Fuel duty uproar as pump prices to rise by 12p a litre
PETROL prices are set to rocket by up to 8p a litre in the next few weeks, experts said yesterday.
Diesel drivers could be even worse off, with pump prices up by as much as 12p a litre.
The forecast comes following the price of Brent crude oil increasing by £13 a barrel since the middle of this year, up by about 20 per cent.
It prompted calls for Chancellor Philip Hammond to scrap a fuel duty rise in his Autumn Statement next week.
A barrel of oil is trading at more than 63 dollars, the highest since June 2015.
It means a definite price hike at the pumps for Britain’s 37 million drivers. The RAC motoring group predicts petrol will rise by 3p a litre from its current 119p average, while diesel will go up 1p to 121p.
Simon Williams, the RAC’s fuel spokesman, said: “Motorists are going to be hit by rising pump prices in the next few weeks.”
George Buckley, UK economist at investment bank Nomura, predicts hikes of between 7p and 8p a litre.
If the average car uses about 35 litres of fuel a week, Nomura’s forecasts would add £150 a year extra to motoring bills. Mr Buckley estimates that petrol prices are set to rise by 6.5 per cent at a time when food prices are going up 3.5 per cent, but earnings are lagging behind at 2.2 per cent.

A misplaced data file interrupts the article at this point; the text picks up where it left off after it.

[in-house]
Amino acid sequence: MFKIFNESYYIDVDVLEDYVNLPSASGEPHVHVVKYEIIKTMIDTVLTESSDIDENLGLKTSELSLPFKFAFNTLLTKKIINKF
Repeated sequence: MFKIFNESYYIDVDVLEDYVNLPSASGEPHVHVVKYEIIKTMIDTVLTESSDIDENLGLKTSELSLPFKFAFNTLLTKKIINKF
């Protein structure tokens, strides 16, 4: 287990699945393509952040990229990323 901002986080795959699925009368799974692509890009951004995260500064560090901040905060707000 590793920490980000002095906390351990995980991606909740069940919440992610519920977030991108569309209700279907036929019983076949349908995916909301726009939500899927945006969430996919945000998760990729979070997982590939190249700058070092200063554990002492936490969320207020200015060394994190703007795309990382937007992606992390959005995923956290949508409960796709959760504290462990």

Howard Cox, of the pressure group Fair Fuel UK, called on Mr Hammond to freeze fuel duty in the statement next Wednesday.
Duty has remained at 57.95p a litre since 2011, but diesel is taxed higher than other EU countries. Mr Cox said: “Britain’s struggling small traders and businesses deserve and need all the help they can get.”
Further rises in petrol and diesel will boost inflation and put pressure on the Bank of England to raise interest rates again, he warned.